At this point then, the opera is setting one against the other two love relations between four men. Artabano and his son Arbace, filial and fatherly love on one hand. This love implies that the son will never speak against his father and that the father will do anything he can to serve his son, even if the son does not agree or approve. On the other hand the love between the two friends Artaserse and Arbace and that love will lead Artaserse to trying all he can to save his accused friend Arbace who was found in the palace garden with the bloody sword that killed Serse and in a state of total derangement. Artaserse appears here as a childlike character who makes all types of mistakes because he reacts like a child, without thinking. He is reactive and in no way mental. He orders the death of his brother without wondering why his brother would have killed their father. He then orders Artabano to be the judge of his own son, thinking the father would show some clemency or leniency in, judging and sentencing his own son. Later on he will order the death of Arbace on one piece of information, Arbace's leading the rebellion, just before it is revealed to him that Arbace has just brought the mutinous army down and killed Megabise. Finally he will order the death of Artabano when Artabano confesses the plot and his guilt, and it will take a lot of energy on Arbace's side to convince him to be clement. It is useless to insist on the fact that the childlike clear voice of Philippe Jaroussky fits perfectly in that childish personality.

But the love between Artaserse and Arbace is so deep that we wonder at times if it is not more than love or friendship and we feel at times the relation that should exist between the prince, and then king, and the son of the commander of his royal guard is not inverted. It clearly seems so when we consider the two voices. Franco Fagioli has a deeper voice than Philippe Jaroussky and the music emphasizes this contrast so that at the end, when Arbace convinces Artaserse to be clement Arbace sounds like the man who is sound and able to make sound decisions whereas Artaserse sounds like the child, teenager or young man who is just able to understand and accept what Arbace tells him. The dominant character is Arbace. So that is more than love or friendship. That is a relation of political and mental dominance, developed and accepted by both men. Arbace becomes Artaserse's counsellor but founded on a deep loving relation between the two men which enables the King to follow his friend's advice, or rather decisions. This is all the more true when at the beginning of the third act Artaserse helps, and in fact orders, Arbace to escape before he be executed, what's more by his own father. It is this act that will enable the end and the defeat of the rebellion.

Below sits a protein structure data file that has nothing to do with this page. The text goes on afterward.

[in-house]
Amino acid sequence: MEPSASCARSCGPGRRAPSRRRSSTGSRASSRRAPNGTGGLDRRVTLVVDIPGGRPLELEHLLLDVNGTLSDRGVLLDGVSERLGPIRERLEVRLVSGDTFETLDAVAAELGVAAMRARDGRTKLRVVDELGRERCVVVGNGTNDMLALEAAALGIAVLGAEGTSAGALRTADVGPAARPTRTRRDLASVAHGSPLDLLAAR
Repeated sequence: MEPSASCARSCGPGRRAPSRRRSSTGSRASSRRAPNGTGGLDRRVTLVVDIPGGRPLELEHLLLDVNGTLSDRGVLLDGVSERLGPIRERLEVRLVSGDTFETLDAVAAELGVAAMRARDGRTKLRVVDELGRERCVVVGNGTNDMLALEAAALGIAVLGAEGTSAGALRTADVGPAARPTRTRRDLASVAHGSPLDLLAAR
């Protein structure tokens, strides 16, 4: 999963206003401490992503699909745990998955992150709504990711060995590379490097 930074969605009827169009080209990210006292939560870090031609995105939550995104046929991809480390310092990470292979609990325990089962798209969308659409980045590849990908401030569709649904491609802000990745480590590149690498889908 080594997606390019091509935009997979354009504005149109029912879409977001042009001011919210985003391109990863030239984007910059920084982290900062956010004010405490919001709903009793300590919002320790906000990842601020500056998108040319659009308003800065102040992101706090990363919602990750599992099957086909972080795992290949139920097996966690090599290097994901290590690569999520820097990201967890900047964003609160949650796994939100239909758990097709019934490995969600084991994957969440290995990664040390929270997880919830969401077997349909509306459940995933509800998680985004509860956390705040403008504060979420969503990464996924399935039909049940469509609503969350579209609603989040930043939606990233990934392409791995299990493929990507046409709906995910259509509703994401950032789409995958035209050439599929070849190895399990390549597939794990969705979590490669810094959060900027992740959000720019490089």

Then we can wonder at this point why Artabano is the only tenor among the men, all the others being countertenors. The question is particularly important since the opera was created in 1730 in Rome. The tenor here is two things: first a father who is suffering tremendously when his own plot sets his own son in a tremendous danger and when he sees that the failure of the plot might get his son in even greater danger. He has the deeper voice of a tenor and that fits with his being a father, and what's more a commanding father, if we can say so, that commands his son around and commands such a level of filial love in his son that Arbace will accept to play the game and remain silent when he finally knows the plot and his father's crime, even when he is accused of this very crime. He commands such a level of authority with his daughter Semira that she accepts to marry Megabise though she clearly says she will never love him and Megabise clearly says that what is important for him is to possess the body named Semira and in no way her love. This vision of love as a pure sexual commodity is nearly shocking for a modern audience, though the worse side is Semira's submission to her father's decision that turns her into a sexual sellable valuable and nothing else. And he commands such authority over Megabise that this latter one accepts to support the plot just with Semira as the prize of the venture. Yet in the last act Megabise becomes quite pressing as for the plot because Artabano is wavering because of the situation of his own son who has escaped his jail and is announced as being dead, which determines in him a new motivation that is limited since it is to kill Artaserse, the king, before he can kill himself in expiation of his son's death. That love between a father and a son is explored in such detail and poignancy that we can consider this element as one of the two major themes of the opera.

The second is the love between Artaserse and Arbace as we have seen. We could wonder which one is first and which one is second. But the question is flawed. The two loving relations and the conflict between these two loving relations are the heart and core of the opera. And there again the contrast between Artabano, a tenor, and his son Arbace, a slightly deep countertenor, is perfect both to set the father in his dominant position of authority and to set the son in a challenging position that is as submissive as necessary and possible, and yet represents the man who is going to fail the plot and kill the main associate of his father. That voice needs to be a countertenor with enough depth to convey this challenging role. And at the end when Arbace pleads for clemency in the name of his father with Artaserse the contrast of this slightly deeper voice is perfect with the rather childlike voice of Artaserse. Note that all along the opera when Arbace was expressing his despair of being entangled and imprisoned in a plot he disagreed with and rejected though he had to accept it and support it since it was coming from his father Franco Fagioli had a vibrating voice that fitting perfectly that dilemma.